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RE: Order of HTTP auth schemes

From: Joe Mason <>
Date: Wed, 27 Mar 2013 22:39:16 +0000

> From: curl-library [] on behalf of Daniel
> Stenberg []
> Sent: Wednesday, March 27, 2013 6:09 PM
> To: libcurl development
> Subject: RE: Order of HTTP auth schemes
> I've read most of the available HTTP auth specs at least twice. I'm quite sure
> that there's no such thing as a prio list anywhere in any HTTP (auth) spec.

Right, that's why I said "standard practice". :-)
> But sure, Chromium clearly uses that order and since the brower teams tend to
> copy each other very closesly I can quickly guess that all the other big
> browsers do it in the same way.

Except, apparently, IE, which uses the first one encountered unless it's Basic. (According to that doc.)

> > curl prioritizes "Digest" ahead of "NTLM":
> > What's the reason for this, and would you be open to swapping it?
> I came up with our existing order and as I'm not convinced that NTLM is
> automatically a better auth than Digest, I made Digest preferred since it A)
> is a real documented standard and B) follows HTTP paradigms that NTLM doesn't.

Yeah, I despise NTLM, but unfortunately lots of servers want to use it...

I think the reason NTLM is preferred by many server admins is that it hooks into Windows authentication mechanisms by default so it's easy to set up NTLM auth to allow any domain user to connect, with whatever complicated processing is done by the domain controllers. It's perceived as a more "enterprise" auth solution than Digest.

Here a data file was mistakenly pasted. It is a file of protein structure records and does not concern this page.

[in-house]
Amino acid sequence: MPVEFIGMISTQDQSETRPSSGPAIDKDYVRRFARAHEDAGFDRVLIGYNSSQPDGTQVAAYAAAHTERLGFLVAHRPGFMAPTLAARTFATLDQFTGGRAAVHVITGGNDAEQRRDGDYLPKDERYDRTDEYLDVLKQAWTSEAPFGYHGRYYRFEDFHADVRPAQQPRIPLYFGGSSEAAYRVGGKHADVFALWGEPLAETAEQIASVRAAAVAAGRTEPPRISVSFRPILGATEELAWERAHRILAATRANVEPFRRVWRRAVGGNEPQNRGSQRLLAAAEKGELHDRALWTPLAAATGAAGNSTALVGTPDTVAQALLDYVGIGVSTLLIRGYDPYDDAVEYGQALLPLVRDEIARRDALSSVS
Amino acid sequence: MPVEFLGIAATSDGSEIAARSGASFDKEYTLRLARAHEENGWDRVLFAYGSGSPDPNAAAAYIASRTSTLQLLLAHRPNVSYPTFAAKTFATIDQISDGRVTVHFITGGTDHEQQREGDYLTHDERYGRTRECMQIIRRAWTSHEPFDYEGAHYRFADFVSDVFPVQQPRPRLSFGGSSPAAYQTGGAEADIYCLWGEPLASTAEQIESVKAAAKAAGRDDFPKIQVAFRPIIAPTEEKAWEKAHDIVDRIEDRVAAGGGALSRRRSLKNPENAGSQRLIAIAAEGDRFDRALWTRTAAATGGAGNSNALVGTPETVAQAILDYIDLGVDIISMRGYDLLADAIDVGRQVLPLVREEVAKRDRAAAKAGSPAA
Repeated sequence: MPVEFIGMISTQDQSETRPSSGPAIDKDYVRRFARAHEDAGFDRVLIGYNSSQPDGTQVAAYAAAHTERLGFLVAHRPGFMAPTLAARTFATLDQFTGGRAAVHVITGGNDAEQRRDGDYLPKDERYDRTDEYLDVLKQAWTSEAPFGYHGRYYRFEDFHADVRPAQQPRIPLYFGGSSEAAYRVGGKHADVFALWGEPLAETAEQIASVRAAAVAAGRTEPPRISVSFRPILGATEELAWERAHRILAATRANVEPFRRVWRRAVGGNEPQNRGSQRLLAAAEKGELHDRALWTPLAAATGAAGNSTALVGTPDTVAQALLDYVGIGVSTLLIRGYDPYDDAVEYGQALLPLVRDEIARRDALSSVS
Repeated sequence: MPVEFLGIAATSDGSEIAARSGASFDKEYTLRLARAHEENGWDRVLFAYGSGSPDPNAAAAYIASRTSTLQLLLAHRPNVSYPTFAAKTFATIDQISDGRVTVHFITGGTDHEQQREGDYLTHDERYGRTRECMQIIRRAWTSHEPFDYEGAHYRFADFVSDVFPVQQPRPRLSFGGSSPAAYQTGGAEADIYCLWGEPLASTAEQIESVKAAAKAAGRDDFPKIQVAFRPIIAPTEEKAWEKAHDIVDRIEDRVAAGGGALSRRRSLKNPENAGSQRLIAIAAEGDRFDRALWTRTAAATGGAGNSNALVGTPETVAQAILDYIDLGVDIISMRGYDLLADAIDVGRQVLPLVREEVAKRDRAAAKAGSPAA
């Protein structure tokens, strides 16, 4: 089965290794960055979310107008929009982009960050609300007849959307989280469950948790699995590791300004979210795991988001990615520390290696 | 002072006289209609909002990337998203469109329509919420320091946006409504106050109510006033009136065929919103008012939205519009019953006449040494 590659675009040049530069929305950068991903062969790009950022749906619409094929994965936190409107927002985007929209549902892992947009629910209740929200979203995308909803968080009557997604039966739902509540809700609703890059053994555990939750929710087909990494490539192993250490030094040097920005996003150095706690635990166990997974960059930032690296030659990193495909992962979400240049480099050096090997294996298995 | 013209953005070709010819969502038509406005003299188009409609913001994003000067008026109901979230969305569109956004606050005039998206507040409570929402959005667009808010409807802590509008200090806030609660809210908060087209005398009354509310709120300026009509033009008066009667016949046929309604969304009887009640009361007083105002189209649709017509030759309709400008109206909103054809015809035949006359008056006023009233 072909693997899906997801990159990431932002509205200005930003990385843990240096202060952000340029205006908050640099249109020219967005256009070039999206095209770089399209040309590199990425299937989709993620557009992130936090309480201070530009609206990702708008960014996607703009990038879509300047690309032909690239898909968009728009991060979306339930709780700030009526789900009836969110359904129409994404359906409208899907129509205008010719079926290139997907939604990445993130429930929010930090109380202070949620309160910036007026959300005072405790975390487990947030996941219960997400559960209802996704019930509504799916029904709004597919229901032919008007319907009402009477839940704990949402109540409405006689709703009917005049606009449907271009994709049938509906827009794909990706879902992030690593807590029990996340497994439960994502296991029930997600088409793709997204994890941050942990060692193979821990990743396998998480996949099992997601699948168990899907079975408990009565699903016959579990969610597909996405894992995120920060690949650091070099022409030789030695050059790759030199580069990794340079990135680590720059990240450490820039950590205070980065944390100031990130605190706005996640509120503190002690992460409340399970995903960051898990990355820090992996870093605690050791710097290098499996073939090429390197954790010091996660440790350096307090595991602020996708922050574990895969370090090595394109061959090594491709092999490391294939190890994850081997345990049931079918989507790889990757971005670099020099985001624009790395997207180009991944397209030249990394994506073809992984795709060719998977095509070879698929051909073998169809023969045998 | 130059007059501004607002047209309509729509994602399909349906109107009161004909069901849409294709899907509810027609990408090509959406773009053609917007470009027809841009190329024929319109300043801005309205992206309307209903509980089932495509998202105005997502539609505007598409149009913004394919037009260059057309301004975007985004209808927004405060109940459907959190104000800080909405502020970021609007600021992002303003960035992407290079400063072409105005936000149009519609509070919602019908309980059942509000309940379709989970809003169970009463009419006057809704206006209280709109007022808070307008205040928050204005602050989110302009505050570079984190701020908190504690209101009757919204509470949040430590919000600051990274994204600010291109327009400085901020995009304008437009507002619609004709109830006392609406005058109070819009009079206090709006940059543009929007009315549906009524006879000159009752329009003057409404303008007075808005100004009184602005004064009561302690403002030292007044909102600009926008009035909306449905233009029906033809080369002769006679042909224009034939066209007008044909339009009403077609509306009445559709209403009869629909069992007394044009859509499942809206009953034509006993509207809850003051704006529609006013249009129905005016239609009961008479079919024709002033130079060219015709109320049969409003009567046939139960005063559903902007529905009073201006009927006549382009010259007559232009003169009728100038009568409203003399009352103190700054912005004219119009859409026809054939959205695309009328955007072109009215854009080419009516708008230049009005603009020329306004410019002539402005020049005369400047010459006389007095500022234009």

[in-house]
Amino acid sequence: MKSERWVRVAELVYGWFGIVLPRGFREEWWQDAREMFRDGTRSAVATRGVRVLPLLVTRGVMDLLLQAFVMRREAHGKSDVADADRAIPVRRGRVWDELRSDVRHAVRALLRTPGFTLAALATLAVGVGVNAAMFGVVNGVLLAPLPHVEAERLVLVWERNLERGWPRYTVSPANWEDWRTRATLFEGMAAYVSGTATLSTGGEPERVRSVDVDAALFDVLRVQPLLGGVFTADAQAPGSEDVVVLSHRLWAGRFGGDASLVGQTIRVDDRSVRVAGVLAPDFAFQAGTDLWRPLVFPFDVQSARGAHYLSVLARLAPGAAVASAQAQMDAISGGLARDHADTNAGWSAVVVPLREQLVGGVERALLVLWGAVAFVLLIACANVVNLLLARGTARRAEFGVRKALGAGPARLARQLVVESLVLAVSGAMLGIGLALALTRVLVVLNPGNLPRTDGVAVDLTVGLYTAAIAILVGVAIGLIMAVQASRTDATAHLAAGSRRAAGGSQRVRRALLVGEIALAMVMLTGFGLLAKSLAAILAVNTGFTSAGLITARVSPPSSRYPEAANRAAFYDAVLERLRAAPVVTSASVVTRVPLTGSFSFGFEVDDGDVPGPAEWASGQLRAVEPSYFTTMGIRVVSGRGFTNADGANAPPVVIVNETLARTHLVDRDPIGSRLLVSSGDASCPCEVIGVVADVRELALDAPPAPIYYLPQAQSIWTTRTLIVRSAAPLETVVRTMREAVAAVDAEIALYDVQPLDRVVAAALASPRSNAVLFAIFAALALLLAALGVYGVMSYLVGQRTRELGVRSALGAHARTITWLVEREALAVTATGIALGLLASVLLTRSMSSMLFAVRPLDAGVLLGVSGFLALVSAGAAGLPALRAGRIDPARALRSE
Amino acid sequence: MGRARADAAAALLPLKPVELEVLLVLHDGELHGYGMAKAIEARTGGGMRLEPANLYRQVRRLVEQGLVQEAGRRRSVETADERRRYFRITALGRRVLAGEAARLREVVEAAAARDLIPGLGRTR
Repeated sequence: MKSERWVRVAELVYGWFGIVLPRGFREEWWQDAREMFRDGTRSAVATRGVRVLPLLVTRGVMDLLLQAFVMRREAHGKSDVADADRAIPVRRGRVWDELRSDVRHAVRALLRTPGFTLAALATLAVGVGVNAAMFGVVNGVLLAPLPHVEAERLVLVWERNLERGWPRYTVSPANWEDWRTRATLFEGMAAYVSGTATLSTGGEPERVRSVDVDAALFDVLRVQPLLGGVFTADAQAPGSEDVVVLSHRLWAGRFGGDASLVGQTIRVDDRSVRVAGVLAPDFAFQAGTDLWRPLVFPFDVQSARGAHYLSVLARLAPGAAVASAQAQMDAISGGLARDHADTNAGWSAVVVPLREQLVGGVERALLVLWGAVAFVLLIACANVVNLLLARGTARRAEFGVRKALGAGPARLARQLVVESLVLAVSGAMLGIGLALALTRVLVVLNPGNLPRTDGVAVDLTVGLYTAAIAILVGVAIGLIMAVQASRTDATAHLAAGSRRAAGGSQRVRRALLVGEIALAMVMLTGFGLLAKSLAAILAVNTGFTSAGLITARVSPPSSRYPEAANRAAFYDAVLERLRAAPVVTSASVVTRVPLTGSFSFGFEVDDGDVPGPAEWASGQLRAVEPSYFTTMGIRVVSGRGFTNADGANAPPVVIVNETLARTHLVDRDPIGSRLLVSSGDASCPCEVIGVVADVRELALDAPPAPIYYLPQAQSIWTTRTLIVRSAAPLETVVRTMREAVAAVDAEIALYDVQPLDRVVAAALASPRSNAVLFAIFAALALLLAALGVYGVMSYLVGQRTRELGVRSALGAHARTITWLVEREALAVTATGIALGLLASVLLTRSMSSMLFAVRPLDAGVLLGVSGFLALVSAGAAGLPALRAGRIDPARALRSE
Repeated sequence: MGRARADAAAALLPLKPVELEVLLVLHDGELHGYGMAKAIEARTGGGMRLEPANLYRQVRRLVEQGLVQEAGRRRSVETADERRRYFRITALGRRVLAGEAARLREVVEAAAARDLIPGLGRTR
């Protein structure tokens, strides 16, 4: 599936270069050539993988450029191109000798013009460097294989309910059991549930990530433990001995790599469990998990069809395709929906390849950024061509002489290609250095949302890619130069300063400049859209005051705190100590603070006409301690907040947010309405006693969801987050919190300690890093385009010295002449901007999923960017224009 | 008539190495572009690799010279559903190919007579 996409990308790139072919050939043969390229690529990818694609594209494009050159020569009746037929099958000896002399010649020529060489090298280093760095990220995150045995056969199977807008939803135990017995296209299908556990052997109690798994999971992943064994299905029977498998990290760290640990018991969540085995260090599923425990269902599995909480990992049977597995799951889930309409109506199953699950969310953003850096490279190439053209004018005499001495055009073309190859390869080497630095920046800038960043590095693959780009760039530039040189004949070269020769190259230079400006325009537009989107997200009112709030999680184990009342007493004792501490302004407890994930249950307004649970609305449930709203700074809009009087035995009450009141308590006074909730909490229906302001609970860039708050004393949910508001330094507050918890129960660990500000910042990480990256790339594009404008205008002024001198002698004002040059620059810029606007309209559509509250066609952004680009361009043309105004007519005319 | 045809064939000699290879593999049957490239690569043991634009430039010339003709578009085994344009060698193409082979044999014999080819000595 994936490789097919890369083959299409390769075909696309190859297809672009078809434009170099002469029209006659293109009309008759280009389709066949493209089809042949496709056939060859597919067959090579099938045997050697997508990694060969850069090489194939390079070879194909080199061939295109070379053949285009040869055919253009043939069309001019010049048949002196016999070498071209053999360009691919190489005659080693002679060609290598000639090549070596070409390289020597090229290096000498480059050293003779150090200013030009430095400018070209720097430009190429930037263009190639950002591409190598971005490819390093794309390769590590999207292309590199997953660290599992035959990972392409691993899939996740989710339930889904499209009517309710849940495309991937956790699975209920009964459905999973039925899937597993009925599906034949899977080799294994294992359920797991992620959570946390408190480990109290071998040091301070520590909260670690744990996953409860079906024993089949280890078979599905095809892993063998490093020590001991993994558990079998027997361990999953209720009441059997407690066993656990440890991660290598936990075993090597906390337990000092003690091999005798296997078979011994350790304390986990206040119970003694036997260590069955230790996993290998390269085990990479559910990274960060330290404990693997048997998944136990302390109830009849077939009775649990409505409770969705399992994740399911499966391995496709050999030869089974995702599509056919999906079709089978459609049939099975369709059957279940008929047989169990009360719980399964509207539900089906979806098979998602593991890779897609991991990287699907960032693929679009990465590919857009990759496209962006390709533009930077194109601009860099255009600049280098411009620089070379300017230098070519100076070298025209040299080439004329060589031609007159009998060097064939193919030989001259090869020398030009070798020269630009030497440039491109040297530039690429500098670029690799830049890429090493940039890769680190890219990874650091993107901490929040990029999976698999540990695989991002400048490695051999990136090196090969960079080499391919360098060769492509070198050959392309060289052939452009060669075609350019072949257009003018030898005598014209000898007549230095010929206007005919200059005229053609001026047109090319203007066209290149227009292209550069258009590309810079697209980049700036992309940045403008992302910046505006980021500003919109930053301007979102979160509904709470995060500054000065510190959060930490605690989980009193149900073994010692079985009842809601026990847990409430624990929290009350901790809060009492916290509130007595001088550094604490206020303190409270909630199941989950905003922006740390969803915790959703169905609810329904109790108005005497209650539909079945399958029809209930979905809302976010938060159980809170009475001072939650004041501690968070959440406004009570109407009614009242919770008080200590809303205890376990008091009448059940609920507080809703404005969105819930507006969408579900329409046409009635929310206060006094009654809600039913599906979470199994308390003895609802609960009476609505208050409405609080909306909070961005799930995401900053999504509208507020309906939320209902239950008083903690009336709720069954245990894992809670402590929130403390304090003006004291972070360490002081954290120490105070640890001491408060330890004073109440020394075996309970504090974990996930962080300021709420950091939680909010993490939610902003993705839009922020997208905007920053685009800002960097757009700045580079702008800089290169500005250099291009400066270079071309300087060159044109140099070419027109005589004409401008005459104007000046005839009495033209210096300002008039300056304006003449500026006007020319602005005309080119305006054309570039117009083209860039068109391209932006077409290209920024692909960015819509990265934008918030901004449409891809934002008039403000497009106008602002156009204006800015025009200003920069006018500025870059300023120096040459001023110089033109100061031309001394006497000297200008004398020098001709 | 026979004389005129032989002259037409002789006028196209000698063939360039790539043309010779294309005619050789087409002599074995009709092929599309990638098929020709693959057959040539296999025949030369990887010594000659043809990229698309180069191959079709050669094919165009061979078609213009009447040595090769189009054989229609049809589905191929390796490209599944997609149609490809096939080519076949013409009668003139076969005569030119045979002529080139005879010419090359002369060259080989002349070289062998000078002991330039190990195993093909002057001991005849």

It also has some extra auditing extensions that can lead to better overall security, even if the basic mechanism of transferring credentials isn't any more secure than Digest. (Although I'm not sure if curl supports them.)

> > I wonder if there should be an option to set the priorities for each -
> > although I recommend hardcoding BASIC to be the lowest priority.
> I've considered but I've never figured out a proper use case for when someone
> would actually want a different order. The point of the order is to select one
> out of N working ones. It shouldn't be possible to select the wrong one from a
> functional stand-point, so the list should really be in a rough "most secure"
> order and I can't think of good reasons why the secure order would change. Can
> you?

I don't think any one app would vary the order, it's more a matter of giving control to the app author - if they disagree with curl's default choice of ordering they could override it.

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Received on 2013-03-27